If 284 people doesn’t seem like an overwhelmingly large student body to you, you’re right – Haas is known for its small MBA class sizes.
But while the school’s MBA class has grown in quantity, it doesn’t seem to have sacrificed any quality. According to data from the school, this year’s average GMAT score is up to 725, and the average GPA is now at 3.71.
This year’s GMAT scores range between 640 and 780, and the range in GPAs is from 3.07 to 4.0. For those speaking English as a second language, the average TOEFL is 110.
An even 40 percent of the class are women, and 29 percent are U.S. minorities. Thirty-nine percent are international students, and these students represent 42 countries in total.
Unsurprisingly, every single student admitted to this year’s class holds a bachelor’s degree. More interestingly, 12 percent have master’s degrees, and 1 percent have degrees in law.
Business and economics were the most popular areas of undergraduate study for Haas MBAs, at 21 percent apiece. Fifteen percent of Haas’s newest cohort majored in engineering, 10 percent in social sciences.
The remaining students majored in humanities, natural sciences, computer science, math and “other,” at 8, 6, 3, 2 and 14 percent respectively.
The typical student in Haas’s Class of 2019 is 28 years old, with five years of post-university work experience.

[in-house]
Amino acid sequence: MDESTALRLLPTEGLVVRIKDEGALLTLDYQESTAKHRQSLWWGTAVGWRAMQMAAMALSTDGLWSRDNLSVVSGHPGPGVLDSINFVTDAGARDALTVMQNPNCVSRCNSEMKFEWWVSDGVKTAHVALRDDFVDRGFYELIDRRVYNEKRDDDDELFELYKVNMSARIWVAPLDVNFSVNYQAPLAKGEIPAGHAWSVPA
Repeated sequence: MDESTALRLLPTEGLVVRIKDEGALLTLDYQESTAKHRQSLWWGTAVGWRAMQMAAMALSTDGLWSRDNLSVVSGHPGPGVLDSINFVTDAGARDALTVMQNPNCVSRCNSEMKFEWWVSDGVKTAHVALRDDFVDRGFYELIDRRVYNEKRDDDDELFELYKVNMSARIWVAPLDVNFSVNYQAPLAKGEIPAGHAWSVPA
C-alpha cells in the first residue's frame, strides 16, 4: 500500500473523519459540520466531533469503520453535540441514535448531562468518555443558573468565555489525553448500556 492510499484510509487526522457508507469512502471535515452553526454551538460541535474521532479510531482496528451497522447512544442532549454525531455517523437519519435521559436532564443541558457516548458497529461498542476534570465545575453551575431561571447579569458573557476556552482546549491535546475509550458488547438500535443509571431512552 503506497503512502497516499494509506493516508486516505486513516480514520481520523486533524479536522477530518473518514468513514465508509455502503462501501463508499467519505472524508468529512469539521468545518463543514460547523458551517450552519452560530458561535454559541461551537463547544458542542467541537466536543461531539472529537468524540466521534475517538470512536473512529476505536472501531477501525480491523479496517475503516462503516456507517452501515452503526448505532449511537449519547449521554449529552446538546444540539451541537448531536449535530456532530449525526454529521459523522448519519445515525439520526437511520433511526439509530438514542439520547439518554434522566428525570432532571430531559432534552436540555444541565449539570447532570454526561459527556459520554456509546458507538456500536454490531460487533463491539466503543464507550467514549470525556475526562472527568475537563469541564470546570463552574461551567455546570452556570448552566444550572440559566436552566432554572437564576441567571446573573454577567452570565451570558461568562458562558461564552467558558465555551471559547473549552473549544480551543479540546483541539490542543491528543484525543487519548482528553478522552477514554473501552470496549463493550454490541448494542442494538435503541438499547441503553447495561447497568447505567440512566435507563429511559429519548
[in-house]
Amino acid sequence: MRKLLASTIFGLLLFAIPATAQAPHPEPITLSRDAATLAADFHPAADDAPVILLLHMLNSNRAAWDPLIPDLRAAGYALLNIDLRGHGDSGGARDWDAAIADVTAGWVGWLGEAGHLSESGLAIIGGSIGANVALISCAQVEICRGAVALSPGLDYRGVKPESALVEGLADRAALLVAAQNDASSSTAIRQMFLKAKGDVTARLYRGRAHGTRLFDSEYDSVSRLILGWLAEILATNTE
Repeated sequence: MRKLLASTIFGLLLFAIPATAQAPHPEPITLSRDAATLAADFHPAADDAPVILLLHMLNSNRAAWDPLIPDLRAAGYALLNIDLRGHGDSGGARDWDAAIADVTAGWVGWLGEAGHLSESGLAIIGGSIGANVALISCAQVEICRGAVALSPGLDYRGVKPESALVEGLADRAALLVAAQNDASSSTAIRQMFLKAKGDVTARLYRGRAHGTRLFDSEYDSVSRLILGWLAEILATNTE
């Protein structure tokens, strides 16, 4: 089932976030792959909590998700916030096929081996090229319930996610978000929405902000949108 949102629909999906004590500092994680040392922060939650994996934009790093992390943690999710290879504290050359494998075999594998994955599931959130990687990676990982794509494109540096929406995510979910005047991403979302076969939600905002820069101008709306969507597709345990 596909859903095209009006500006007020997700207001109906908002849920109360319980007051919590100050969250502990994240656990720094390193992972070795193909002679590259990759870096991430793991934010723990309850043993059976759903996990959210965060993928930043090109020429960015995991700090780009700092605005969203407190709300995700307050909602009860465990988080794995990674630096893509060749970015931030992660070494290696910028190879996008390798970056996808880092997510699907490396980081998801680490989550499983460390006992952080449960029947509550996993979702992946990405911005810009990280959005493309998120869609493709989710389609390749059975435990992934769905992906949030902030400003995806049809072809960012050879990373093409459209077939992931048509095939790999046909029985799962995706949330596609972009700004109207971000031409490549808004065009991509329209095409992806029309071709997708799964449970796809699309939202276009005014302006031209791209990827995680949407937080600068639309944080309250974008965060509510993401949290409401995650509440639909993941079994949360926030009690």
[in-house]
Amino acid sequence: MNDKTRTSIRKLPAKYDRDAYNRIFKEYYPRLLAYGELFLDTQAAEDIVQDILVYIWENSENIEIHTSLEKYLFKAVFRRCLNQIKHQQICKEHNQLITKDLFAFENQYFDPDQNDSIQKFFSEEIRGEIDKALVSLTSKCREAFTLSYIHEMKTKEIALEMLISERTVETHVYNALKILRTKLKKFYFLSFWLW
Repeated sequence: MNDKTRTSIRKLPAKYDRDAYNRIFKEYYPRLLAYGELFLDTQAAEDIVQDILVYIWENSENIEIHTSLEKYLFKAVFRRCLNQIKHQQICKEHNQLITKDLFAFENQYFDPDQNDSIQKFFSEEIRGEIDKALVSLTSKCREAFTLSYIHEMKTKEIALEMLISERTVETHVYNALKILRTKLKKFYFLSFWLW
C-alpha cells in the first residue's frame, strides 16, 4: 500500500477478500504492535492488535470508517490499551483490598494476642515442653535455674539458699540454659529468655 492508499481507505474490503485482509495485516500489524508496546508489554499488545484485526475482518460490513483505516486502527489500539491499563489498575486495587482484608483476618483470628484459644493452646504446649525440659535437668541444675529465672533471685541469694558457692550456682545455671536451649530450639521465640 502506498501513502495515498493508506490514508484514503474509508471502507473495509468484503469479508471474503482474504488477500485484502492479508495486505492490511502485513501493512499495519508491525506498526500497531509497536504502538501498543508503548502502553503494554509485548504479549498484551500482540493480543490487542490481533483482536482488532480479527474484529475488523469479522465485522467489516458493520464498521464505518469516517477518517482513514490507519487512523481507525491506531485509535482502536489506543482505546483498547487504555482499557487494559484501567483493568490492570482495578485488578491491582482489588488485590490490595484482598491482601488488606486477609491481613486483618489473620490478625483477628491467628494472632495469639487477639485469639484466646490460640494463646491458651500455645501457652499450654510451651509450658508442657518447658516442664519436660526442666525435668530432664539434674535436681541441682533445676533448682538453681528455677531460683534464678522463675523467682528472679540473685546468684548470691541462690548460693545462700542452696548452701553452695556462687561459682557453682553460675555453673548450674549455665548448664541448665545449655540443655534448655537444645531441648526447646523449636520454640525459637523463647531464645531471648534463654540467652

Most commonly, this work experience is in consulting (25 percent of students) or banking and financial services (20 percent). But tech, healthcare and non-profit are also popular options, at 7 percent each. And a whole range of other industries from consumer products to military are also represented.
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Haas’s latest group of MBA students also boasts a diverse range of accomplishments. One of them ran the almost 3,000 miles from San Francisco to New York City this summer. Another leads a team at Intel working on self-driving cars, and yet another is COO at an organic children’s food company.
As part of their orientation, the Class of 2019 participated in Haas’s inaugural “Week Zero.” Each day of Week Zero takes as a theme one of Haas’s four defining principles: question the status quo, confidence without attitude, students always and beyond yourself.
According to Morgan Bernstein, Haas’s director of MBA admissions, this culture is what makes the school unique: “Top students from around the world with diverse backgrounds and amazing accomplishments continue to choose us for our distinctive culture. No one else has the culture and community that we do.”